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Peggy Bowditch’s Interview

Manhattan Project Locations:

Peggy Bowditch was a young girl when she and her family moved to Los Alamos in 1943. Her father, Rear Admiral William Sterling “Deak” Parsons, was chosen by General Groves to become head of ordnance for the Manhattan Project. The Parsons lived on Bathtub Row, next door to the Oppenheimers. Deak Parsons and his wife were close friends of Robert and Kitty Oppenheimer, and Parsons had a fatal heart attack in 1953 after learning that Oppenheimer would be stripped of his security clearance for trumped-up security reasons. Bowditch’s babysitter was the infamous spy Klaus Fuchs, and Bowditch herself babysat Peter Oppenheimer on occasion. Bowditch talks about how her father’s lifelong emphasis on careful planning and preparing for the worst must have helped him with arming the Little Boy bomb in flight.

Date of Interview:
November 7, 2013
Location of the Interview:


Cindy Kelly: I am Cindy Kelly, Atomic Heritage Foundation, and today is Thursday, November 7, 2013, and I have with me Margaret Parsons Bowditch. And my first question to her is to tell me her name and spell it.

Peggy Bowditch: Peggy Bowditch, that is B-o-w-d-i-t-c-h.

Kelly: Thank you. And can you tell me something about who you are, when you were born and where you were born?

Bowditch: I was born in Washington, D.C. in 1934. And, my father was in the Navy, so we moved here and there, and I remember living in California and Virginia, and then New Mexico. And, when we first arrived in New Mexico, I thought it was the worst dump I had ever seen. [Laughs] Having moved from Tidewater, Virginia, with lots of vegetation and tons of water, I could not believe the dust and the lack of plants, and the tiny amount of water, even in something that was called the Rio Grande. But, over the years, that came to be the favorite place of all the places I have ever lived. 

We go back from time to time, more to Santa Fe than Los Alamos. And we had our children and grandchildren join us in Santa Fe for our fiftieth wedding anniversary a few years ago. But it took me time to warm up to Los Alamos. Shall I tell you about where we lived there?

Kelly: Sure. First, tell us how old you were and what brought your family to Los Alamos.

Bowditch: I was eight when we moved there, and just short of eleven when we left after the war. My father had worked on the proximity fuse. Although he was a regular Navy officer, he had worked in science, from the beginning of World War II on. And General Groves picked him and he meshed with Oppenheimer, so he became the head of ordnance at Los Alamos.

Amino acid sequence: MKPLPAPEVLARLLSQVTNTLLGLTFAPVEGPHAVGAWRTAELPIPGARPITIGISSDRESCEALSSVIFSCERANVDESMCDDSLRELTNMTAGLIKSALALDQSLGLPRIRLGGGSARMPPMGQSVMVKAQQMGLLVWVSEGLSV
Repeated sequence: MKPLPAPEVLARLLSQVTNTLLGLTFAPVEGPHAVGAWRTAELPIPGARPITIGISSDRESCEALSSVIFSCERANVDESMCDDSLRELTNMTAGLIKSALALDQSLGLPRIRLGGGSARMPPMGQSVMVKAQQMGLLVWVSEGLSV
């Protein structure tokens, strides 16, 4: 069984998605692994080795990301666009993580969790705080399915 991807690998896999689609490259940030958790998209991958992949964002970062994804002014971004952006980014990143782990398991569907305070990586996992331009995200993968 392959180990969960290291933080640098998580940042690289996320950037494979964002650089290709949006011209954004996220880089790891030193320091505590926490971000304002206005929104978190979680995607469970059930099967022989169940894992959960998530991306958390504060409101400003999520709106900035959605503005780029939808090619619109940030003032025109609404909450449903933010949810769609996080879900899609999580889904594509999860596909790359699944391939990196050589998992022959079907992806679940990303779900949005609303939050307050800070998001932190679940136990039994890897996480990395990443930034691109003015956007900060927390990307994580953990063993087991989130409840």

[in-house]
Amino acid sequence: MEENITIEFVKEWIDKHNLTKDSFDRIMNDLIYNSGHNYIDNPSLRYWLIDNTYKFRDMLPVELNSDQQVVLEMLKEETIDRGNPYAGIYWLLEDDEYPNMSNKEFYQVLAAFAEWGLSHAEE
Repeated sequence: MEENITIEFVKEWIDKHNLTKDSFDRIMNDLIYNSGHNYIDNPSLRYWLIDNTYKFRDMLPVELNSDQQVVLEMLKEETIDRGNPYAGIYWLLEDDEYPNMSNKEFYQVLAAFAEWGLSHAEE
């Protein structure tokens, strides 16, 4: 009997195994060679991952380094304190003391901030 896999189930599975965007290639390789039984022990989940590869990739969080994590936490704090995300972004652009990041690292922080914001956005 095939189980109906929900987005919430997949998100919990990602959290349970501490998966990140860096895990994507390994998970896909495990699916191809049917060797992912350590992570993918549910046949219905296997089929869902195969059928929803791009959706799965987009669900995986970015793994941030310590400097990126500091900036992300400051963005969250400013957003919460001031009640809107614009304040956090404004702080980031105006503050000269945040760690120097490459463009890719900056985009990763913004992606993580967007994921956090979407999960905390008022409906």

Kelly: I do not think you have mentioned his name. Can you tell us his name?

Bowditch: He was Captain, Navy Captain William Sterling Parsons, and later, after the bomb was dropped he became quickly Commodore and then Rear Admiral.

Kelly: Can you spell his middle name, I am not sure.

Bowditch: Sterling, as in sterling silver.

Kelly: And then he has a nickname, what was that?

Bowditch: Deke. At the Naval Academy, where he was Class of 1922, they gave everybody nicknames. And since his last name was Parsons, “deacon” and “parsons,” and deacon was shortened to Deke, which can be spelled D-e-k-e or D-e-a-c, depending. 

Kelly: Great. That is helpful. And, then your mother, tell us about her a little bit.

Bowditch: Well, she was a many-generation Navy kid. Her father and grandfather had both been admirals, and she was used to moving and taking charge. She was a natural athlete. She loved anything to do with athletics, skiing, riding, you name it. And, you know, you just picked up and moved.

Kelly: And, what was her maiden name?

Bowditch: Cluverius.

Kelly: Okay, and her first name?

Bowditch: Martha.

Kelly: Okay, maybe you could say it together.

Bowditch: Martha Cluverius.

Kelly: And, how do you spell that?

Bowditch: M-a-r-t-h-a C-l-u-v-e-r-i-u-s. And, her grandfather was Admiral Sampson, who was a big deal in the Spanish American War. So, she was a take-charge type. My father was a more quiet, intellectual type. Mother was a doer; he was a thinker. I had a younger sister who was full of spunk. I was shy, painfully shy, but I was good at eavesdropping and remembering what I heard.

Kelly: Ooh. Okay, tell us now, when did you arrive, what time of year and what year was that?

Bowditch: June of ’43. That switchback road up the mesa was terrifying because the trucks that were going up—since so much was under construction, the trucks had a lower gear than the cars. So, they would slow further and further down and the car would start to stall, and you were on the edge of this drop. But my mother, she could handle that.